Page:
Conservatives and Deficit Spending
February 24, 2003
One of the critical differences between conservatives and liberals is that the former think the overall level of taxes and spending is important, economically, whereas the latter think only the difference between the two matters. Conservatives, however, are concerned whenever spending or taxes increase, regardless of whether one happens to be higher than the other.
In 1978, conservative intellectuals, especially the great economist Milton Friedman, argued that the conservative concern for budget deficits had simply led to higher taxes and bigger government, with no offsetting benefits whatsoever.
Friedman argued forcefully for cutting government any way possible, even if it led to budget deficits. He said, "I would far rather have total federal spending at $200 billion with a deficit of $100 billion than a balanced budget at $500 billion."
His authority helped convince many conservatives to support the burgeoning tax revolt, even though it might result in deficit spending. They also discovered that if deficits became large enough, liberals would finally be forced to cut spending.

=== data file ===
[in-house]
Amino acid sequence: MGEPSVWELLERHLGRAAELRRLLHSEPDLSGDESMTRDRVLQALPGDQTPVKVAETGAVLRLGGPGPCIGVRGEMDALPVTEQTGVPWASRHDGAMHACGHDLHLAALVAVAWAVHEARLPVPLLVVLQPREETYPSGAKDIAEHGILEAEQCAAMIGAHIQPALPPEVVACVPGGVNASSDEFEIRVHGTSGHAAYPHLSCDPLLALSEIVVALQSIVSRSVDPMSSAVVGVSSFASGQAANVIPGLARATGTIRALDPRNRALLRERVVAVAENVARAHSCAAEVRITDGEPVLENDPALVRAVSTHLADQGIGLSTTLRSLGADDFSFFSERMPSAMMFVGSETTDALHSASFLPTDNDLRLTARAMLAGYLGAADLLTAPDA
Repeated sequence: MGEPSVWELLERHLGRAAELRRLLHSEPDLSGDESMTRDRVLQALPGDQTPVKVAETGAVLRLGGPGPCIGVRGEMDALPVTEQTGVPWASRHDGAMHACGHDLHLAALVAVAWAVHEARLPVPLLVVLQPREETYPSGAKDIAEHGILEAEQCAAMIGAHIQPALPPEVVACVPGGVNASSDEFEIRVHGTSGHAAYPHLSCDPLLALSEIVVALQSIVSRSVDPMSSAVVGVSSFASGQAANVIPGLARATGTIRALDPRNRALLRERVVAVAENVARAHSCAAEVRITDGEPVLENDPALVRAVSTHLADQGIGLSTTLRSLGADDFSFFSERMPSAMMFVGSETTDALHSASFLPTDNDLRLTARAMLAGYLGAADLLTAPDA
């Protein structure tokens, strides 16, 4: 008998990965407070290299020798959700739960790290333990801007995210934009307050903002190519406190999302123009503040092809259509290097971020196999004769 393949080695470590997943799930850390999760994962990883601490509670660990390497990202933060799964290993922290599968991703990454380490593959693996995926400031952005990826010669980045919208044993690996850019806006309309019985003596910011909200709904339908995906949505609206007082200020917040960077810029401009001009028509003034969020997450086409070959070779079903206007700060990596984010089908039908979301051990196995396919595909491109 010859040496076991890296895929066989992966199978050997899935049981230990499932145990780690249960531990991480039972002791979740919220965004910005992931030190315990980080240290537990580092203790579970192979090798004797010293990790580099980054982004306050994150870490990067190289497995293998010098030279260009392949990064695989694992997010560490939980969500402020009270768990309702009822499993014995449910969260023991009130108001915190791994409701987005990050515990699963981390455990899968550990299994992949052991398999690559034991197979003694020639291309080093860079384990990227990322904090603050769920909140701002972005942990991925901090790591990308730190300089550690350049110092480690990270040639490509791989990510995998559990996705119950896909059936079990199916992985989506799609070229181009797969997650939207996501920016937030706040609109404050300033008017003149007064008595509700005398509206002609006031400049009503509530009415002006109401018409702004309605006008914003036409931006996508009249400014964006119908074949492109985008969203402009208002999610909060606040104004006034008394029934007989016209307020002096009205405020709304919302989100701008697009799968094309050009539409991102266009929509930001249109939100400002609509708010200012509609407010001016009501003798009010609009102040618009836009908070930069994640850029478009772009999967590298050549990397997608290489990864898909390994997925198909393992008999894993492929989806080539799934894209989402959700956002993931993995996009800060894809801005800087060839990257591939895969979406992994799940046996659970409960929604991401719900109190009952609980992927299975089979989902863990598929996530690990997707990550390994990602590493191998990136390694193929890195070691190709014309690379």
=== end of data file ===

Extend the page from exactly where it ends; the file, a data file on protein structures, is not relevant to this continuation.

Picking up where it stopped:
Conservatives also learned:
- There really is no downside to deficits as long as they result from lower taxes rather than higher spending.
- No Republican candidate was ever defeated for supporting tax cuts, even if they led to large deficits.
- As long as the Federal Reserve maintained a noninflationary monetary policy, and the U.S. imposed no restrictions on international capital flows, interest rates could come down even as deficits went up.
Now the Republican Party has completely adopted the Friedman mantra, which he repeated in the Wall Street Journal on January 15: cut taxes any time, anywhere and don't worry about deficits. This has forced Democrats to become "deficit hawks" for lack of any other issue. The evidence suggests that it won't do them much good politically. (See Chart)
Source: Bruce Bartlett, "Democrats, Republicans, Surplus and Deficit," National Center for Policy Analysis, February 24, 2003.
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